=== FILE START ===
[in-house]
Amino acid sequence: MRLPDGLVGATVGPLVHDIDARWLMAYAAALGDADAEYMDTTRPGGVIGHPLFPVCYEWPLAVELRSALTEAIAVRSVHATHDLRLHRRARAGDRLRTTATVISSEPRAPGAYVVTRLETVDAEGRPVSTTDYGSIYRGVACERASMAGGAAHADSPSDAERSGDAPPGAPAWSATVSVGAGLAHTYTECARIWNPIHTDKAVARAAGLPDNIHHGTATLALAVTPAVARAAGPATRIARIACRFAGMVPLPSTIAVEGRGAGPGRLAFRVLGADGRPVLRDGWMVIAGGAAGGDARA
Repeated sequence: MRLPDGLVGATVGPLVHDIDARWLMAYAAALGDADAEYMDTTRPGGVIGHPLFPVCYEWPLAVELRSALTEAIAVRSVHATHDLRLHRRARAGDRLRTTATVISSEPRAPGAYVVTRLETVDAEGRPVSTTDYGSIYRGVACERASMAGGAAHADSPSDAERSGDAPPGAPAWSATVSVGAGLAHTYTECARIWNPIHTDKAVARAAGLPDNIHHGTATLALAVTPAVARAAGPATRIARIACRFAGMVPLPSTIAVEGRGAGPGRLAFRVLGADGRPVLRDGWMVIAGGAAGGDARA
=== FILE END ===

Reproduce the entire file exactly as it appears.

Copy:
[in-house]
Amino acid sequence: MRLPDGLVGATVGPLVHDIDARWLMAYAAALGDADAEYMDTTRPGGVIGHPLFPVCYEWPLAVELRSALTEAIAVRSVHATHDLRLHRRARAGDRLRTTATVISSEPRAPGAYVVTRLETVDAEGRPVSTTDYGSIYRGVACERASMAGGAAHADSPSDAERSGDAPPGAPAWSATVSVGAGLAHTYTECARIWNPIHTDKAVARAAGLPDNIHHGTATLALAVTPAVARAAGPATRIARIACRFAGMVPLPSTIAVEGRGAGPGRLAFRVLGADGRPVLRDGWMVIAGGAAGGDARA
Repeated sequence: MRLPDGLVGATVGPLVHDIDARWLMAYAAALGDADAEYMDTTRPGGVIGHPLFPVCYEWPLAVELRSALTEAIAVRSVHATHDLRLHRRARAGDRLRTTATVISSEPRAPGAYVVTRLETVDAEGRPVSTTDYGSIYRGVACERASMAGGAAHADSPSDAERSGDAPPGAPAWSATVSVGAGLAHTYTECARIWNPIHTDKAVARAAGLPDNIHHGTATLALAVTPAVARAAGPATRIARIACRFAGMVPLPSTIAVEGRGAGPGRLAFRVLGADGRPVLRDGWMVIAGGAAGGDARA